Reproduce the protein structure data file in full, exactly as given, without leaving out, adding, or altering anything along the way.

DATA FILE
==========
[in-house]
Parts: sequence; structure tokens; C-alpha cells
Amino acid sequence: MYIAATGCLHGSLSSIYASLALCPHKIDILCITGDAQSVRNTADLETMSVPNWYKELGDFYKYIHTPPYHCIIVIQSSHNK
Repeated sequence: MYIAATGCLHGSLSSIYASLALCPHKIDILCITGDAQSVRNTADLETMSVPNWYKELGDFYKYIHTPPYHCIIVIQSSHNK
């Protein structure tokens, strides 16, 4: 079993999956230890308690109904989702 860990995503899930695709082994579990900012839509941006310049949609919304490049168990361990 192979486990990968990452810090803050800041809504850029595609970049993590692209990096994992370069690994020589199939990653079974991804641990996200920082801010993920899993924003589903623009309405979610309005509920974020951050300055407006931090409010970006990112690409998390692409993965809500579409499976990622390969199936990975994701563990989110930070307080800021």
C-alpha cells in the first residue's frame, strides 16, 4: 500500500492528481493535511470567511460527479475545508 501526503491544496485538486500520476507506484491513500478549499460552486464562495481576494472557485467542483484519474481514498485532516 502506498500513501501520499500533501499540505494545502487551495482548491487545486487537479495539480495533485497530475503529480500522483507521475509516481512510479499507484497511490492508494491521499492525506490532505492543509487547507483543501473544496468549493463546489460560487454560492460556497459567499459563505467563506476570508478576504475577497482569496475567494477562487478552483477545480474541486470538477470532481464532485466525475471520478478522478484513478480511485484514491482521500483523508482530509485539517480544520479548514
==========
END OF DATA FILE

[in-house]
Parts: sequence; structure tokens; C-alpha cells
Amino acid sequence: MYIAATGCLHGSLSSIYASLALCPHKIDILCITGDAQSVRNTADLETMSVPNWYKELGDFYKYIHTPPYHCIIVIQSSHNK
Repeated sequence: MYIAATGCLHGSLSSIYASLALCPHKIDILCITGDAQSVRNTADLETMSVPNWYKELGDFYKYIHTPPYHCIIVIQSSHNK
């Protein structure tokens, strides 16, 4: 079993999956230890308690109904989702 860990995503899930695709082994579990900012839509941006310049949609919304490049168990361990 192979486990990968990452810090803050800041809504850029595609970049993590692209990096994992370069690994020589199939990653079974991804641990996200920082801010993920899993924003589903623009309405979610309005509920974020951050300055407006931090409010970006990112690409998390692409993965809500579409499976990622390969199936990975994701563990989110930070307080800021």
C-alpha cells in the first residue's frame, strides 16, 4: 500500500492528481493535511470567511460527479475545508 501526503491544496485538486500520476507506484491513500478549499460552486464562495481576494472557485467542483484519474481514498485532516 502506498500513501501520499500533501499540505494545502487551495482548491487545486487537479495539480495533485497530475503529480500522483507521475509516481512510479499507484497511490492508494491521499492525506490532505492543509487547507483543501473544496468549493463546489460560487454560492460556497459567499459563505467563506476570508478576504475577497482569496475567494477562487478552483477545480474541486470538477470532481464532485466525475471520478478522478484513478480511485484514491482521500483523508482530509485539517480544520479548514